Doomed to Repeat History?

After reading the excerpt from Hilaire Belloc’s book, “The Great Heresies”, recently posted by Didymus, I recalled a quote from Adolph Hitler, “Who, after all, speaks today of the annihilation of the Armenians? ”. Next month, April 24, marks the 100th anniversary of the beginning of the Armenian genocide of 1915, the first genocide of the 20th Century. This was the last and most brutal implementation of a decades old systematic slaughter of Christian and indigenous groups inflicted by the Ottoman government & military. After enduring 20 years of butchery, at the outbreak of WW1 (1914), there were still approximately 2.0 million Armenians in the declining Ottoman Empire (modern day Turkey). By 1922 there were fewer than 400,000. Seventy-Five percent (75%) of the initial population were executed, massacred, or died of starvation. This event, and lack of response from any European government, was what Hitler claimed bolstered his decision to invade Poland and “send to death mercilessly and without compassion, men, women, and children of Polish derivation and language” without expecting any repercussions. Today, I wonder, how many Americans have heard of the Armenian genocide, let alone the fact that the majority of the victims were Christians? The “Three Pashas,” who were the leaders of the Committee of Union and Progress (CUP) and directed the members of the Special Organization, were determined to “Turkefy” the Ottoman Empire and implement Islamic law. They were the ones responsible for the atrocities.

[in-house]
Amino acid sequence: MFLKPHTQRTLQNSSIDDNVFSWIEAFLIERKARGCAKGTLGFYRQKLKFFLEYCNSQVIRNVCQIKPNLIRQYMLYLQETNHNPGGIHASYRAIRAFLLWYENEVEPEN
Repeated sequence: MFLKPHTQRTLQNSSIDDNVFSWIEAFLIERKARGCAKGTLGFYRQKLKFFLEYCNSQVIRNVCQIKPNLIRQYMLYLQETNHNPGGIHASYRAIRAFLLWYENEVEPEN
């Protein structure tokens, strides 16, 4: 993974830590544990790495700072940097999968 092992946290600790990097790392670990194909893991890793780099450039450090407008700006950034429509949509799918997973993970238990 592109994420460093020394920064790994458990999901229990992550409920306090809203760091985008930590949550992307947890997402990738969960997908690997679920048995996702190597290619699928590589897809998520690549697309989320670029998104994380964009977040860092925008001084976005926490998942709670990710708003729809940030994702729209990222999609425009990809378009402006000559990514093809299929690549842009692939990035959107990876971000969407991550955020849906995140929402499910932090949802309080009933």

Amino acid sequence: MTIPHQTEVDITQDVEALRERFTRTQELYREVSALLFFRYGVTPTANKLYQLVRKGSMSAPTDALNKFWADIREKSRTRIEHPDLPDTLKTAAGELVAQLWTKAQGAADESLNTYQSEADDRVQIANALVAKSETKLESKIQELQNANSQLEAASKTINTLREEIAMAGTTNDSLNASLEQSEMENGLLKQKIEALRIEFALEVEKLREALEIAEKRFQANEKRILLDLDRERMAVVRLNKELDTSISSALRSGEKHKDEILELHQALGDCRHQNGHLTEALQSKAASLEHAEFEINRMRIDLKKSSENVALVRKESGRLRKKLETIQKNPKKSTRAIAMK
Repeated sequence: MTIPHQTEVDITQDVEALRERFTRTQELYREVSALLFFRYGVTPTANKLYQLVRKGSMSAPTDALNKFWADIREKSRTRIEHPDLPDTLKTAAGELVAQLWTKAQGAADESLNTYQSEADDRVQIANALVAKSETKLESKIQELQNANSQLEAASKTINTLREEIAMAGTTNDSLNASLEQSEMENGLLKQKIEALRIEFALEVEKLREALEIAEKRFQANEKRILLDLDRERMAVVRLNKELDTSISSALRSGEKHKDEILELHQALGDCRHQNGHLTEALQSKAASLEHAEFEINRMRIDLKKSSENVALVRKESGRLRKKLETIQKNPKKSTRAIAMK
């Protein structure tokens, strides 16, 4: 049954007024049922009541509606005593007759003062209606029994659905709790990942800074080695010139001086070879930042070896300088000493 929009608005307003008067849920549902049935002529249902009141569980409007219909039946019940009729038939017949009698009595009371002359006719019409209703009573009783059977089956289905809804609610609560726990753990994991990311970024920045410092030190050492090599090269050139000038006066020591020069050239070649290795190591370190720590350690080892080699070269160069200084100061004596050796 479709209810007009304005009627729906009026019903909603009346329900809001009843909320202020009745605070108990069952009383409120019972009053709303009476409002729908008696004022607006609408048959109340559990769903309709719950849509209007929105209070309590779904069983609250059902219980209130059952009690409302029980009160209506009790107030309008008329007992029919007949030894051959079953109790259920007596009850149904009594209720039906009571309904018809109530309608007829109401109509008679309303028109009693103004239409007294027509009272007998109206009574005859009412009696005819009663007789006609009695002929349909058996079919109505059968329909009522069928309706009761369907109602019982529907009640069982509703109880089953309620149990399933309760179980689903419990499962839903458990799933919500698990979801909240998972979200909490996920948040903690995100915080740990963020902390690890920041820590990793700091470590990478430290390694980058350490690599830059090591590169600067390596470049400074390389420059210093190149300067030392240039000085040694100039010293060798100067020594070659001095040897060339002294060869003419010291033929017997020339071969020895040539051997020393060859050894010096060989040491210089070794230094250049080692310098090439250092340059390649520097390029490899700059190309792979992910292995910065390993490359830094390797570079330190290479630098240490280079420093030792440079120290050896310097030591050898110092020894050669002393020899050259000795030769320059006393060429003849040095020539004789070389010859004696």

In the decades since the decimation of the Armenian people, the Turkish leadership has refused to acknowledge this as an act of “genocide”. US lawmakers have also struggled repeatedly to pass any sort of resolution labeling it as such. The reasons of course are political. During the Cold War Turkey was viewed as a strategic ally and the first line of defense against the neighboring Soviet Union. In the past few decades, as well as today, it holds a similar position as we continue to fight terror in the Middle East.
So, as we approach the centenary of the horrors against the Christians of Asia Minor will the United States have the courage to stand in witness to the victims or will we continue to sit silently with the Turks in a denial of history?

3 comments

  1. Spaniard says:

    Thanks Smokey – I will admit to not knowing about this, but will look it up.

    • Smokey says:

      Spaniard-Just another note on how important this event is in history. The word “genocide” was developed by Raphael Lemkin in response to his investigation of the Armenian annihilation. He went on to draft The Convention on the Prevention and Punishment of the Crime of Genocide.

  2. Spaniard says:

    Smokey – I didn’t realize how much influence you had in Rome. The HF must be listening to you…

    http://www.bbc.com/news/world-europe-32272604

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